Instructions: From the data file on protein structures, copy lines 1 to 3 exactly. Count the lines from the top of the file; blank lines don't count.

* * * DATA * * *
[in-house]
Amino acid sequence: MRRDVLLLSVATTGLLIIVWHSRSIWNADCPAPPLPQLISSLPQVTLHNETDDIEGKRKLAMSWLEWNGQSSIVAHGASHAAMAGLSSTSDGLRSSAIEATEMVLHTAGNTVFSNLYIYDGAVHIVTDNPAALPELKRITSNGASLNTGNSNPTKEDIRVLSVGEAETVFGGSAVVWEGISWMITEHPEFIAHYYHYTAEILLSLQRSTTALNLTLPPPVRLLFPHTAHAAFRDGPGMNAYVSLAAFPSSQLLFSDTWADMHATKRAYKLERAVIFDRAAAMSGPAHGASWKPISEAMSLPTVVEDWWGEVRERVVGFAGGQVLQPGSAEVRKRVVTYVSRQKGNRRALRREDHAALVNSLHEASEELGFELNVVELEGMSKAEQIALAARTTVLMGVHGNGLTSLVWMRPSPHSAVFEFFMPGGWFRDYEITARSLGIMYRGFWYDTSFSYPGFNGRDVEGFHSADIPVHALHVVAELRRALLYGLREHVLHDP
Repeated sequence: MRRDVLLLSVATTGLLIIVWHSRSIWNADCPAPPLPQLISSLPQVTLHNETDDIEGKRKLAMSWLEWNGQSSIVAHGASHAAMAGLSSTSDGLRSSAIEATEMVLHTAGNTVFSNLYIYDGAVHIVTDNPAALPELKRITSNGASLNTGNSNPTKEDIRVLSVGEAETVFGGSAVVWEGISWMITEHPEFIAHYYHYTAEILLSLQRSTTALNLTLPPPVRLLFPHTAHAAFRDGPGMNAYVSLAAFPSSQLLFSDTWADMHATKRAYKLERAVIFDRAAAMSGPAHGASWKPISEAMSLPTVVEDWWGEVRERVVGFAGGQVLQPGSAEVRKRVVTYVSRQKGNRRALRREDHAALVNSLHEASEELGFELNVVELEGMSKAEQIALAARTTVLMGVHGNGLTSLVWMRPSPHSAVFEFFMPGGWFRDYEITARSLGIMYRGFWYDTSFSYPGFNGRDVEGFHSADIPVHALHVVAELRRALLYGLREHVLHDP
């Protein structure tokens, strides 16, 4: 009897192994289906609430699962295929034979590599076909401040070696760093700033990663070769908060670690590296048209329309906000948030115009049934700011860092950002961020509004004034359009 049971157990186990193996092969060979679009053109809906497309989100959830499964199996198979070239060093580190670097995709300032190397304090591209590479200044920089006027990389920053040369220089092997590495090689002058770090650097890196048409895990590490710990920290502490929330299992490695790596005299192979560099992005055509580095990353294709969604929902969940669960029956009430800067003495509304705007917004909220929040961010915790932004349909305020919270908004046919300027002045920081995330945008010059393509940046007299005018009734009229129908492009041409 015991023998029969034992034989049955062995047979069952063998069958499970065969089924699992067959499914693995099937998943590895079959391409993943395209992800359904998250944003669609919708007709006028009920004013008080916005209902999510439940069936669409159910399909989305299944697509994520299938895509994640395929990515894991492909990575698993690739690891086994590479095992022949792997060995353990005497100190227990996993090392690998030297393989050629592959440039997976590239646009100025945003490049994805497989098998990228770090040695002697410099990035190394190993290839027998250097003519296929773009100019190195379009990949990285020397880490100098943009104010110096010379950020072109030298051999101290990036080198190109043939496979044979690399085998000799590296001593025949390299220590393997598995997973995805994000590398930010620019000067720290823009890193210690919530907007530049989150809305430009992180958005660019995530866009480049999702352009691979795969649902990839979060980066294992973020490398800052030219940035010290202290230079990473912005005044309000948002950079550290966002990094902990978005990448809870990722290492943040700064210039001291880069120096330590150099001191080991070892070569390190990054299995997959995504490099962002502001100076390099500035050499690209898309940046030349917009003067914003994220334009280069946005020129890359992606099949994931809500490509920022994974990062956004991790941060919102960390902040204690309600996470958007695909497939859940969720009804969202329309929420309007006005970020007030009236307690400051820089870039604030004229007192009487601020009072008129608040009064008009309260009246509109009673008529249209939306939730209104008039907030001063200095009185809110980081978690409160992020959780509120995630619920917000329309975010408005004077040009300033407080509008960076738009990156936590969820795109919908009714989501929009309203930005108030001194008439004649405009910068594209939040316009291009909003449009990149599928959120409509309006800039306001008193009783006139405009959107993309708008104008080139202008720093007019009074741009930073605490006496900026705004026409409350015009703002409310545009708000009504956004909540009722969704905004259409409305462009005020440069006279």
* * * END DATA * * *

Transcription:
[in-house]
Amino acid sequence: MRRDVLLLSVATTGLLIIVWHSRSIWNADCPAPPLPQLISSLPQVTLHNETDDIEGKRKLAMSWLEWNGQSSIVAHGASHAAMAGLSSTSDGLRSSAIEATEMVLHTAGNTVFSNLYIYDGAVHIVTDNPAALPELKRITSNGASLNTGNSNPTKEDIRVLSVGEAETVFGGSAVVWEGISWMITEHPEFIAHYYHYTAEILLSLQRSTTALNLTLPPPVRLLFPHTAHAAFRDGPGMNAYVSLAAFPSSQLLFSDTWADMHATKRAYKLERAVIFDRAAAMSGPAHGASWKPISEAMSLPTVVEDWWGEVRERVVGFAGGQVLQPGSAEVRKRVVTYVSRQKGNRRALRREDHAALVNSLHEASEELGFELNVVELEGMSKAEQIALAARTTVLMGVHGNGLTSLVWMRPSPHSAVFEFFMPGGWFRDYEITARSLGIMYRGFWYDTSFSYPGFNGRDVEGFHSADIPVHALHVVAELRRALLYGLREHVLHDP
Repeated sequence: MRRDVLLLSVATTGLLIIVWHSRSIWNADCPAPPLPQLISSLPQVTLHNETDDIEGKRKLAMSWLEWNGQSSIVAHGASHAAMAGLSSTSDGLRSSAIEATEMVLHTAGNTVFSNLYIYDGAVHIVTDNPAALPELKRITSNGASLNTGNSNPTKEDIRVLSVGEAETVFGGSAVVWEGISWMITEHPEFIAHYYHYTAEILLSLQRSTTALNLTLPPPVRLLFPHTAHAAFRDGPGMNAYVSLAAFPSSQLLFSDTWADMHATKRAYKLERAVIFDRAAAMSGPAHGASWKPISEAMSLPTVVEDWWGEVRERVVGFAGGQVLQPGSAEVRKRVVTYVSRQKGNRRALRREDHAALVNSLHEASEELGFELNVVELEGMSKAEQIALAARTTVLMGVHGNGLTSLVWMRPSPHSAVFEFFMPGGWFRDYEITARSLGIMYRGFWYDTSFSYPGFNGRDVEGFHSADIPVHALHVVAELRRALLYGLREHVLHDP